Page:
Situated at the entrance to the breathtaking Haa Valley, the magnificent Wangchulo Dzong greets tourists with its exquisite modern construction on a gentle slope that leads to the pristine Haa Chhu River, and peaceful ambience amidst the stunning emerald Himalayan Mountains of the Haa Valley. It sits between the valleys of Haa and Paro. Unlike other Dzongs of Bhutan which were built as defensive structures against invasion, the Wangchulo Dzong was built to be the administrative center of the Royal Government. According to a local legend, this Dzong was constructed to protect the people and their livestock from the evil influences of the 108 serpent deities that live around this area.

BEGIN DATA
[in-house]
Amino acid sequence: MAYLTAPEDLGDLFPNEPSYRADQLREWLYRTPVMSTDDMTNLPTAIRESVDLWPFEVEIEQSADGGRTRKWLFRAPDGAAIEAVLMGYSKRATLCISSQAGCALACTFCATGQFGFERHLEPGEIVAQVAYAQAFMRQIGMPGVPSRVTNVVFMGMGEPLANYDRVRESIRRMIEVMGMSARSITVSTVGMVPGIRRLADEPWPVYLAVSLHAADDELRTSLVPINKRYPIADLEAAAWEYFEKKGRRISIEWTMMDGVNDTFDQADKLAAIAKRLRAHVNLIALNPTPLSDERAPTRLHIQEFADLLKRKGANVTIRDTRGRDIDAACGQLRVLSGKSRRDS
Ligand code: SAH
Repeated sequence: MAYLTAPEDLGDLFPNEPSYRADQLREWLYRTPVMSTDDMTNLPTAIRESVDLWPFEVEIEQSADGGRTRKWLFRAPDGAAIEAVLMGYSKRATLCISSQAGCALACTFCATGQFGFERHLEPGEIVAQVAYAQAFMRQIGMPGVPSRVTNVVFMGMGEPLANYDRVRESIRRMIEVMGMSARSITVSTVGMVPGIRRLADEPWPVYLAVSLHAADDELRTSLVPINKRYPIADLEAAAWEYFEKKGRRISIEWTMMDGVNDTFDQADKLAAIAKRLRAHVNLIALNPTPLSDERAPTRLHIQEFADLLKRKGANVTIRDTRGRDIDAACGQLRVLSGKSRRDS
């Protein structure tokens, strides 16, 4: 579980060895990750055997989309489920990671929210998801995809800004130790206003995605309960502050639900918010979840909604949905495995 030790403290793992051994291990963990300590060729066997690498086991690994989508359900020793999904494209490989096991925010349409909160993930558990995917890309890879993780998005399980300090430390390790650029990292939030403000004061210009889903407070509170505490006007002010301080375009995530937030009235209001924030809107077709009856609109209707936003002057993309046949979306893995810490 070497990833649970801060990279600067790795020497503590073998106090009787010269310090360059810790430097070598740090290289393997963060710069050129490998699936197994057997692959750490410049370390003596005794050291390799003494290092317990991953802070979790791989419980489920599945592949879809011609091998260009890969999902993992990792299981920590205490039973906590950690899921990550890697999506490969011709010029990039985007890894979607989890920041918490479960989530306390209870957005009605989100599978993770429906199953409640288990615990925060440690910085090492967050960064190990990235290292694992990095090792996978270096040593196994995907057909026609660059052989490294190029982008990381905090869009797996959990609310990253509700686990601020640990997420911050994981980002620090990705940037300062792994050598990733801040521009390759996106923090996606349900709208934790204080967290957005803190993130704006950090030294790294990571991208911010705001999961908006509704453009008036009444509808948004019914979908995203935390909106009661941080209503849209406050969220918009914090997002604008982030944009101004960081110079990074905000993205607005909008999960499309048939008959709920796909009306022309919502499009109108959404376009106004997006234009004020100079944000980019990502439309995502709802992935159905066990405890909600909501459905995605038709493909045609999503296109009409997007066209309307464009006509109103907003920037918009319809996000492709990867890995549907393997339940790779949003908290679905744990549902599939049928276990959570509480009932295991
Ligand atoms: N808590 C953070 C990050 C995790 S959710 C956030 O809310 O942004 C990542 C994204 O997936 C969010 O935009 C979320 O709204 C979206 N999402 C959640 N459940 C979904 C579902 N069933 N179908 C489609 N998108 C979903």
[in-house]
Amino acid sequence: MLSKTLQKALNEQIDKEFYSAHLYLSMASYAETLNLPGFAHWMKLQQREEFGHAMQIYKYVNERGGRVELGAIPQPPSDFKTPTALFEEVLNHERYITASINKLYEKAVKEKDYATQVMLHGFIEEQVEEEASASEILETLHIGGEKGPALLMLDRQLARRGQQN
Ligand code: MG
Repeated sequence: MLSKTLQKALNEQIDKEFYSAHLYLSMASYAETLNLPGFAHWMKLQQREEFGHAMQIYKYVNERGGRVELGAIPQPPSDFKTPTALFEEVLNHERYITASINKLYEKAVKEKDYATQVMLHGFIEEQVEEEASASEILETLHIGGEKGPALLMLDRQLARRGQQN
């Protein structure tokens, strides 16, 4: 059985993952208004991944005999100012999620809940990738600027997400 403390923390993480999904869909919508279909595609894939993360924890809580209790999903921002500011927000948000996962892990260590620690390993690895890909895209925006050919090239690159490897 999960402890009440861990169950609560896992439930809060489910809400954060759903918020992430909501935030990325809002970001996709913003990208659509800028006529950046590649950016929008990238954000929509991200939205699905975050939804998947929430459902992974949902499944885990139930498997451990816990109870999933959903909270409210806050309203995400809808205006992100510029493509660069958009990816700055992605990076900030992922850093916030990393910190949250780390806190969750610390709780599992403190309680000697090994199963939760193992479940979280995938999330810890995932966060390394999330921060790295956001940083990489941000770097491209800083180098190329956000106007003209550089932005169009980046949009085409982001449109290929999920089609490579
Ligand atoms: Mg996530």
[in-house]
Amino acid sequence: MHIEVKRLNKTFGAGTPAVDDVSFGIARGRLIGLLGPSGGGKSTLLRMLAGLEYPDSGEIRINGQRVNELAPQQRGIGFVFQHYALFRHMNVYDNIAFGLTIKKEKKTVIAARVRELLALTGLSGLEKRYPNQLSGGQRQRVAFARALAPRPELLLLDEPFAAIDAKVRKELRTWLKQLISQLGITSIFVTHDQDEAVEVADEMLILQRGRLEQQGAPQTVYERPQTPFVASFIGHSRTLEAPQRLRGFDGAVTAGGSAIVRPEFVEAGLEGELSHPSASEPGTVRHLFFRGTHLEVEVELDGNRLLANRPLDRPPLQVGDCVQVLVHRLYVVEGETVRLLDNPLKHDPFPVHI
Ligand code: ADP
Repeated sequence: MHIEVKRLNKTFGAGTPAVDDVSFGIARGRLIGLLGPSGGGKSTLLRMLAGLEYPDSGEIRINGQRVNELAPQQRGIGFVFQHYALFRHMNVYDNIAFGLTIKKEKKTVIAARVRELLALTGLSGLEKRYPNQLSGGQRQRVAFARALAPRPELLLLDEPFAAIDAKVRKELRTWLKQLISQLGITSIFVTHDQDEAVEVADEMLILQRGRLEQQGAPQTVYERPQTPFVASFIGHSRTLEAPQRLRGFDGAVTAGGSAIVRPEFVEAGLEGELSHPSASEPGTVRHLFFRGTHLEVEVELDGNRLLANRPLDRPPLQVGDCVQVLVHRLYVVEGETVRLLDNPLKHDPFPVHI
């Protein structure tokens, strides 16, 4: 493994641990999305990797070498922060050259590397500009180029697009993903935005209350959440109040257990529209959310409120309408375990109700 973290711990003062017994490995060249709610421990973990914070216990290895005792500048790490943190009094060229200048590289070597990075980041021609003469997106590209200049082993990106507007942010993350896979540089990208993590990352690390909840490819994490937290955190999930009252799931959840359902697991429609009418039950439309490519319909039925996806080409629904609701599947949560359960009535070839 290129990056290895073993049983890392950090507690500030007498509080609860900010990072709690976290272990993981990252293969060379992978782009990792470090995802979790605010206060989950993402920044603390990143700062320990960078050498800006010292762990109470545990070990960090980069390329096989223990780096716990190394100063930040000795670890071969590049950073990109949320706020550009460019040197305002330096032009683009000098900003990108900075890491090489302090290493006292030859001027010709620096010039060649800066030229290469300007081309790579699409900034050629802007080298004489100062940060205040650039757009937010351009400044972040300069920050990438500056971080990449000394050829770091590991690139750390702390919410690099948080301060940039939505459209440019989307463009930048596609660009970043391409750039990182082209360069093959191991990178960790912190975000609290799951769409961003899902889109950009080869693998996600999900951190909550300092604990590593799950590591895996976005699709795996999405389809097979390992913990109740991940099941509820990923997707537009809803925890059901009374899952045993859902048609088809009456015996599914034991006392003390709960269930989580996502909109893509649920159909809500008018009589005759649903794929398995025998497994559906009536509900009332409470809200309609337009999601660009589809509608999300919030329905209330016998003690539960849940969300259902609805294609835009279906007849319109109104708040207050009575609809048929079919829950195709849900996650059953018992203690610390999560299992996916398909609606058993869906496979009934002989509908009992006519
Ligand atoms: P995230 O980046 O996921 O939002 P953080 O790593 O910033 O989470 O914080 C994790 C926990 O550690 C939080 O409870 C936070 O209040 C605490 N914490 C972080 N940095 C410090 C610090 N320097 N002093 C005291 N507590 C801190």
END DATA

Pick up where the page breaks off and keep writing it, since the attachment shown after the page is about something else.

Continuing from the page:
Established in 1915 to replace the smaller Dumcho Dzong that burned to the ground due to an accident in 1913, the Wangchulo Dzong was commissioned by Gongzim Ugyen Dorji, the grandfather of the royal grandmother Ashi Kezang Choden Wangchuk, and it is considered to be one of the newest Dzongs of Bhutan. During the 1950’s, Bhutan handed over the Dzong to the Indian Military and the building now rests inside the massive Indian Army compound which also boasts an impressive two-legged khonying chorten marking the entrance. This wonderful structure bears a stark resemblance to the marvelous Wangdicholing palace in Bumthang, popular for being the seat of the first two Kings of Bhutan.